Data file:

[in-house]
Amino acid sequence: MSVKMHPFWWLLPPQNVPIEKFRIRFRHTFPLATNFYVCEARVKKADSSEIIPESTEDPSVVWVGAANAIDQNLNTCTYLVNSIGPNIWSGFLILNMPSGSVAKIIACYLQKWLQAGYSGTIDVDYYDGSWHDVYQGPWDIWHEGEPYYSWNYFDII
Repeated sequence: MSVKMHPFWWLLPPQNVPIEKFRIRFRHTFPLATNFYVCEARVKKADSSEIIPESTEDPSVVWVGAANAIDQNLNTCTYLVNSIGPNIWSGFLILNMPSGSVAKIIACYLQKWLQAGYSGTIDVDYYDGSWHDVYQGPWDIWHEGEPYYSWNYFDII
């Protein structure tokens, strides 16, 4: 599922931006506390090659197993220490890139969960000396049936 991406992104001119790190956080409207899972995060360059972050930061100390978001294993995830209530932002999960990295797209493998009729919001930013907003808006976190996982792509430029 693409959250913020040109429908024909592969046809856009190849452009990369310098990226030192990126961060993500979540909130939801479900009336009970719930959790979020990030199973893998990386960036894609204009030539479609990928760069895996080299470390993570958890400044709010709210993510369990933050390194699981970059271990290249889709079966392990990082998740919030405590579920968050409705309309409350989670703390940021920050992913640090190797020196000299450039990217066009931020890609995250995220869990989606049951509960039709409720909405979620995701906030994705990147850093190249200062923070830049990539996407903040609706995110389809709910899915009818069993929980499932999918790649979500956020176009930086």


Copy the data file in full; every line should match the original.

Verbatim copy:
[in-house]
Amino acid sequence: MSVKMHPFWWLLPPQNVPIEKFRIRFRHTFPLATNFYVCEARVKKADSSEIIPESTEDPSVVWVGAANAIDQNLNTCTYLVNSIGPNIWSGFLILNMPSGSVAKIIACYLQKWLQAGYSGTIDVDYYDGSWHDVYQGPWDIWHEGEPYYSWNYFDII
Repeated sequence: MSVKMHPFWWLLPPQNVPIEKFRIRFRHTFPLATNFYVCEARVKKADSSEIIPESTEDPSVVWVGAANAIDQNLNTCTYLVNSIGPNIWSGFLILNMPSGSVAKIIACYLQKWLQAGYSGTIDVDYYDGSWHDVYQGPWDIWHEGEPYYSWNYFDII
């Protein structure tokens, strides 16, 4: 599922931006506390090659197993220490890139969960000396049936 991406992104001119790190956080409207899972995060360059972050930061100390978001294993995830209530932002999960990295797209493998009729919001930013907003808006976190996982792509430029 693409959250913020040109429908024909592969046809856009190849452009990369310098990226030192990126961060993500979540909130939801479900009336009970719930959790979020990030199973893998990386960036894609204009030539479609990928760069895996080299470390993570958890400044709010709210993510369990933050390194699981970059271990290249889709079966392990990082998740919030405590579920968050409705309309409350989670703390940021920050992913640090190797020196000299450039990217066009931020890609995250995220869990989606049951509960039709409720909405979620995701906030994705990147850093190249200062923070830049990539996407903040609706995110389809709910899915009818069993929980499932999918790649979500956020176009930086």